I started to step into a more active role in dog rescue and I sought other ways to help, like through wildlife centers. She showed me the profound impact that love and attention have on a dog. They are social animals and they need that social connection. Animals are not always going to be there for us to gratify whatever we want, so we have to be there for them when it matters. I have seen it time and time again where I get a foster that is on their deathbed, and I get the opportunity to love them for a year or more. Faith’s death took me down, but I will forever be grateful for the impact that she had on me.
We’d love to hear more about your organization.
I am a co-founder with OC Pom Rescue, a Pomeranian and small breed dog rescue based in Southern California. I specialize in training and socializing dogs that have extreme behavioral issues, such as possessiveness, unprovoked aggression, biting, etc. The dogs in my care undergo a vigorous bootcamp to address their needs and to rehabilitate them away from their learned habits from bad environments. Fortunately, all of my fosters have been adopted out to loving homes! I stand by the belief that all dogs have the capability of being rehabilitated, given that they get the help and resources that they need to be their loving selves. I co-founded OC Pom Rescue with the mission to save dogs from senseless euthanasia and from neglectful situations that warrant fearful behavior.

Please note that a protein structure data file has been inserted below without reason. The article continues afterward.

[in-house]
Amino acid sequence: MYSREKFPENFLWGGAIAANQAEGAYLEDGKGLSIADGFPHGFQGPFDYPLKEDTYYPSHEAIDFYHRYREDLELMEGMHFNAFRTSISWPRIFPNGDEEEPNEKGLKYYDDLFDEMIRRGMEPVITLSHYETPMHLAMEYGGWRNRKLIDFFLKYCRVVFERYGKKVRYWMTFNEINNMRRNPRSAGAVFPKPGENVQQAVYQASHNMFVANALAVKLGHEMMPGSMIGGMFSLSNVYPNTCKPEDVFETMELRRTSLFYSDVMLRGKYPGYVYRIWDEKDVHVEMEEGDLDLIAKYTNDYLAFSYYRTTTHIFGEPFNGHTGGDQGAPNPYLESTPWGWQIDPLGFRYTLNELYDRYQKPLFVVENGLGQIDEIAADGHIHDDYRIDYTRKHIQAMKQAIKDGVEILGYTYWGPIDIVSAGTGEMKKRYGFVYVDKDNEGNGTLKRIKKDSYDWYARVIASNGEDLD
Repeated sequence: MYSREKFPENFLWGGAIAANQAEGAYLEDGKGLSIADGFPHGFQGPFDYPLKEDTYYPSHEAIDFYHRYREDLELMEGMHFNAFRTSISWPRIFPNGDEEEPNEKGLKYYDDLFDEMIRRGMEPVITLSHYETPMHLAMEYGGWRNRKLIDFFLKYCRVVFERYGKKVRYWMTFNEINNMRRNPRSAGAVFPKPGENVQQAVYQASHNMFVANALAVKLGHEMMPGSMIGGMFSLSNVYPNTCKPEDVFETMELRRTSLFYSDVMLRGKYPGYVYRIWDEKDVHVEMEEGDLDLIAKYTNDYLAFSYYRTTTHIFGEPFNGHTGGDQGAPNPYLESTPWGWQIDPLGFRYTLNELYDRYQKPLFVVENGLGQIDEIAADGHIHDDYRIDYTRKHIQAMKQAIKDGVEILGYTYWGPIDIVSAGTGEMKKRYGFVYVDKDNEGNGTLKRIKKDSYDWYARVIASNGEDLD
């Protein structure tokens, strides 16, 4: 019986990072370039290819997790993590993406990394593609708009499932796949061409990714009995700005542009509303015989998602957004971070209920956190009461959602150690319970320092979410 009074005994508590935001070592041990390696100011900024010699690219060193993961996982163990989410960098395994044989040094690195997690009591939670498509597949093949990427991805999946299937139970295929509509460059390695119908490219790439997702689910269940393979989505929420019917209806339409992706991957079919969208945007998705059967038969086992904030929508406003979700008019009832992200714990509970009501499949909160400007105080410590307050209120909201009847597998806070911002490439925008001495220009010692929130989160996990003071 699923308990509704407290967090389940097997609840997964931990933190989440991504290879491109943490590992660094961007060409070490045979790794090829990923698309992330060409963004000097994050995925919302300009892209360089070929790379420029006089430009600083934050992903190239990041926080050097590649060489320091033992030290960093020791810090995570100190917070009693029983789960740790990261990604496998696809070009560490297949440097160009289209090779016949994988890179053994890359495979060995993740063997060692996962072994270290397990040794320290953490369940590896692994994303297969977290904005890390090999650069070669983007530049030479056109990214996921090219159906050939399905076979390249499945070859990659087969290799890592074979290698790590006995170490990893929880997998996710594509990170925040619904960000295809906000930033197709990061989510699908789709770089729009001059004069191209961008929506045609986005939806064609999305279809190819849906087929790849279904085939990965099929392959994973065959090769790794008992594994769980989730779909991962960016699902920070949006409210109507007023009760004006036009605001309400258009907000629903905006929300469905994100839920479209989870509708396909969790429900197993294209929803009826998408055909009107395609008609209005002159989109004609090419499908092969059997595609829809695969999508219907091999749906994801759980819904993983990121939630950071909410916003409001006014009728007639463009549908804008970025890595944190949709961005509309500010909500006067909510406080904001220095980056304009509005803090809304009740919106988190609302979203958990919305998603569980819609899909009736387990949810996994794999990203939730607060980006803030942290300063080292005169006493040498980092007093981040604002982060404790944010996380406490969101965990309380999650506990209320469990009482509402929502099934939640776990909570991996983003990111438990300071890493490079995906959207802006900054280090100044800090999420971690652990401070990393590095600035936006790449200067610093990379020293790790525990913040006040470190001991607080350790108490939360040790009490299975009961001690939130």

I am proud to say that our founders do not shy away from dogs that are challenging and require a bit of time before they can be adopted. Most of the dogs that come into our rescue have behavioral and medical issues stemming from neglect, abuse, and malnutrition. We understand the trauma that these dogs have gone through, and we allocate all of our resources to go towards their training and medical needs. We all share the purpose of working against profit-based industries that target small breed dogs for entertainment & short-term ownership, and we strive to flip the script on how animals are viewed by educating about their sentience and right to life. Educating others is my priority, for this is how I believe we can enact change!
Do you look back particularly fondly on any memories from childhood?
When I lived in Fullerton, there was this hiking trail and creek behind my neighborhood that my family and I used to visit all of the time. I was seven years old when we welcomed my dog, Molly, into the family. It was a sunny, beautiful day and we took Molly on a short hike. I remember as soon as we got down the hill and had eyes on the creek, Molly bolted towards the water. We ran after her and by the time we reached her, she was full body in the creek with only her head out, perched on a big rock. She was so cute, but so dirty and covered in green stuff! That was the moment I knew that Molly and I were going to be best friends; and since then, we have had many outdoor adventures together.